Greg Carter is CEO of business finance provider Growth Street
It hasn’t been long since companies everywhere were scrambling to meet the 25th May deadline for the GDPR to become law. And with new maximum penalties of €20m or 4% of global turnover, the game has changed for those businesses who may have previously been complacent about their use of customer data.
Already, there are rumours that Dixons Carphone could be in line for a sizeable fine after a data breach was announced in June. It’s not yet clear that the Dixons Carphone breach will be investigated under the new GDPR rules, but it’s a warning for all businesses that in these cases, public reputations as well as company bank balances can be on the line.
For SMEs, however, the threat of bigger fines are only one part of the broader GDPR equation. For instance, it could well change the way many businesses market to prospective customers. It may also affect the way SMEs build and scale international trading relationships. It’s clear that legislation as wide-reaching as the GDPR may place a wider set of demands on growing businesses than many firms may have at first realised.
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I think the preparation most firms will have gone through pre-GDPR is actually a very useful process. Since May 25th, the onus has been on businesses to take greater control over all forms of user data. Some, like pub chain J D Wetherspoon, have taken drastic steps: Wetherspoon deleted its entire customer database in 2017, seemingly to wipe the slate clean and build their lists from scratch.
Another prominent effect of the GDPR for SMEs could be changes in the way businesses market themselves to potential customers – especially companies trading B2C. The era of cold emails to random sets of bought email addresses could well be over – instead, businesses may have to focus on engaging their existing audience and thinking cleverly about ways to reach new segments. (However, it’s worth remembering the thousands of businesses that have historically depended on relatively cost-effective tools like email marketing to kickstart new conversations. For these SMEs, the GDPR is likely to only make a hard job harder.)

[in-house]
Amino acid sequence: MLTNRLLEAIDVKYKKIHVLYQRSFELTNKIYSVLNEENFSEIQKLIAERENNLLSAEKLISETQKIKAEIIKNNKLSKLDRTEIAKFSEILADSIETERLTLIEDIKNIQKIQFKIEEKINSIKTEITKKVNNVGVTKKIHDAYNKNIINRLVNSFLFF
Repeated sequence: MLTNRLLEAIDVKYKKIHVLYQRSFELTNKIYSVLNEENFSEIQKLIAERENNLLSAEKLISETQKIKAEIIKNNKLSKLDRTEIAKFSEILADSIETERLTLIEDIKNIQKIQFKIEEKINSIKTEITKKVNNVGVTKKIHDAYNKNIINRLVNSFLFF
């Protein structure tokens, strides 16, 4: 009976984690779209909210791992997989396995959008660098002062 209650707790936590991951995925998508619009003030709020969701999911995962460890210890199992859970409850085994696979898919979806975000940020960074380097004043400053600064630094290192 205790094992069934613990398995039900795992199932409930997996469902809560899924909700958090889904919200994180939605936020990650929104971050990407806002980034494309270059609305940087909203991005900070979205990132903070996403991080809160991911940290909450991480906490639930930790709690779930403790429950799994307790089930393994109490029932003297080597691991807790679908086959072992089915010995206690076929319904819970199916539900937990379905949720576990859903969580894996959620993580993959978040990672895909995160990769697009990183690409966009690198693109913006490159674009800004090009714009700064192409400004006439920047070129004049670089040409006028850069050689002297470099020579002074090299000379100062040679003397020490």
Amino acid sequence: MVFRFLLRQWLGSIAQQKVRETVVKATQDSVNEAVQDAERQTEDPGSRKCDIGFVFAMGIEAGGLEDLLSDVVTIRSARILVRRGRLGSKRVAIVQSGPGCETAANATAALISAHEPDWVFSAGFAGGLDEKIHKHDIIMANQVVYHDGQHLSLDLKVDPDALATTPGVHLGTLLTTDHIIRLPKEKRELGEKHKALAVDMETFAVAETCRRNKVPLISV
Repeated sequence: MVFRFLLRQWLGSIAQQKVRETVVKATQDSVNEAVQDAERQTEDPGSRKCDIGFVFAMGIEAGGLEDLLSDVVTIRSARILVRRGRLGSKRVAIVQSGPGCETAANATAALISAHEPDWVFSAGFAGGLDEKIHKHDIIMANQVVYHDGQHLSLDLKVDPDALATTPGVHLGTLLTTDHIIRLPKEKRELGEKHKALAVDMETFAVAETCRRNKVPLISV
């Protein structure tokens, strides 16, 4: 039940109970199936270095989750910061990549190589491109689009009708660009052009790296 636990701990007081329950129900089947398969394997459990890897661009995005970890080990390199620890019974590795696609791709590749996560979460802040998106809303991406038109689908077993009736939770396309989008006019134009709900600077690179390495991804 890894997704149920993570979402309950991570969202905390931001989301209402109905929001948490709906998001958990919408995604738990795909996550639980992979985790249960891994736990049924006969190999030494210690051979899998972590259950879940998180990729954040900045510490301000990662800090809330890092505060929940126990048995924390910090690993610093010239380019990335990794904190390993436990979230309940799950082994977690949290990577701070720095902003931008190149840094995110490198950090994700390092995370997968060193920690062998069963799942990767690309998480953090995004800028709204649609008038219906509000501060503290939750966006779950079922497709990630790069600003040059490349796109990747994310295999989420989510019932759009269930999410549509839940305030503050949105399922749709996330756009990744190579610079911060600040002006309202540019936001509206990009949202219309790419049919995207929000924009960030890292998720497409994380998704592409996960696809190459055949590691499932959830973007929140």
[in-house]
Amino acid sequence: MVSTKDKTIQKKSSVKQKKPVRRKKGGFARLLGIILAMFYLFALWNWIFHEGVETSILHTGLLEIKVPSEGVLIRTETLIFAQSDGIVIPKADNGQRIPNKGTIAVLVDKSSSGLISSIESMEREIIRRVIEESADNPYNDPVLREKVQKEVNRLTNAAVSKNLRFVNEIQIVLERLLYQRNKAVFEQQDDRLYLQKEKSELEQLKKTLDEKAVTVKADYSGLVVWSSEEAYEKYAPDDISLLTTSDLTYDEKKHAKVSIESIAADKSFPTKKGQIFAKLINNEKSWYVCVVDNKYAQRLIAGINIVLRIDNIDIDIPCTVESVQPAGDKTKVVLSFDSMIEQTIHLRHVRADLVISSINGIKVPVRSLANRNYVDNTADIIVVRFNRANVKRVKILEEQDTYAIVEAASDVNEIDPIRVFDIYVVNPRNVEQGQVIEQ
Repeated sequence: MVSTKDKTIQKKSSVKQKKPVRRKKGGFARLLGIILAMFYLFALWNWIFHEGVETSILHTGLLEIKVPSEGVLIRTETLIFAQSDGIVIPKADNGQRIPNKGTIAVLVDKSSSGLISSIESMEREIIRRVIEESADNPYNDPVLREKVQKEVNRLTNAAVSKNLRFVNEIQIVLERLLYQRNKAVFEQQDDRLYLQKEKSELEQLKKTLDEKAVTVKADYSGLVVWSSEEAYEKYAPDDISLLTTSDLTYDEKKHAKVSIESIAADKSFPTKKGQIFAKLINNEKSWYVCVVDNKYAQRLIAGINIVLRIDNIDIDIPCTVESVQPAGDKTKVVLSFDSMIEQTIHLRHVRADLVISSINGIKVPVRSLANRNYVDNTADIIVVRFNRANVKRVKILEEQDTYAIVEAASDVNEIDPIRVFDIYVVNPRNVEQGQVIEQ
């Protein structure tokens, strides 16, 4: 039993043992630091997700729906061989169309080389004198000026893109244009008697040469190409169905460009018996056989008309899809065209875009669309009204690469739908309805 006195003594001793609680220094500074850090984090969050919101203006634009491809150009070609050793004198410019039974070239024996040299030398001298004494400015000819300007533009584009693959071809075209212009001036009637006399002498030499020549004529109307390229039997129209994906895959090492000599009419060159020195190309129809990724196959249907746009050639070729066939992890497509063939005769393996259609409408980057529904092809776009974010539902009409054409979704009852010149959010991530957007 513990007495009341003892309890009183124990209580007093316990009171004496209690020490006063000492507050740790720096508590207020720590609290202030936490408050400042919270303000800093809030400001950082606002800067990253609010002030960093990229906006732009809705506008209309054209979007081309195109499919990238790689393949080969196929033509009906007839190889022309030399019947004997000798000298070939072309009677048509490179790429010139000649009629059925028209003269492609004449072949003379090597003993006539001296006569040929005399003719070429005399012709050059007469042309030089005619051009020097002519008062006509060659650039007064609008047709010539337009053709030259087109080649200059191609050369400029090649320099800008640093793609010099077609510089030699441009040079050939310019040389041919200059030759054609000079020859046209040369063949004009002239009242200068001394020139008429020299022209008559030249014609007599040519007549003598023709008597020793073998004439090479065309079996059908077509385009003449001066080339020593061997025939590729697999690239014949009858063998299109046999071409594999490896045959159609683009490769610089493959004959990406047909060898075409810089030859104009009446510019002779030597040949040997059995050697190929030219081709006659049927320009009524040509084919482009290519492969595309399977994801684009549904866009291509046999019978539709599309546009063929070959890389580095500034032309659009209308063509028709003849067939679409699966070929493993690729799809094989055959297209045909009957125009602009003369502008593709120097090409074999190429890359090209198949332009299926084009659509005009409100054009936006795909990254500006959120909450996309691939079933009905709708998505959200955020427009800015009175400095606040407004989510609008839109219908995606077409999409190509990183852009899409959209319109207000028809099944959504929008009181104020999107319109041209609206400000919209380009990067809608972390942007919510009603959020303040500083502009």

Business owners around the world should also be considering the GDPR’s ramifications. By defining new standards regarding the protection of citizens’ data, the European Union has set the tone for any organisation wishing to interact with EU customers. Clarifying individuals’ rights over their personal information, as well as allowing people to better define exactly who can access that information, could have profound effects not only in EU territories, but across the world.
I speak to businesses every day who are looking to grow and expand. Exporting is a big part of many ambitious businesses’ growth strategies. I foresee the GDPR potentially having important implications for UK and EU companies which export to international markets. For instance, developing trading relationships with partners in another country may involve the transfer of certain pieces of customer data. Will this make it unnecessarily difficult for businesses to export, or will it just mean customers having better oversight of where their data is being used at any given time?
Lessons to be learnt
Protecting customer privacy is a complex issue. But I believe that in the long run, the SMEs who get on top of their data and make every effort to comply with the GDPR’s stipulations will be well-positioned. There are elements of the GDPR, such as its rules around intellectual property and trading overseas, that may appear confusing for those SMEs who don’t have legal and operations teams in-house.
Firms need to know not only about GDPR’s impact on their own business models, but the wider implications for customers, partners and suppliers. Although the big news stories are likely to centre on large corporations falling foul of the GDPR, SMEs should not be complacent.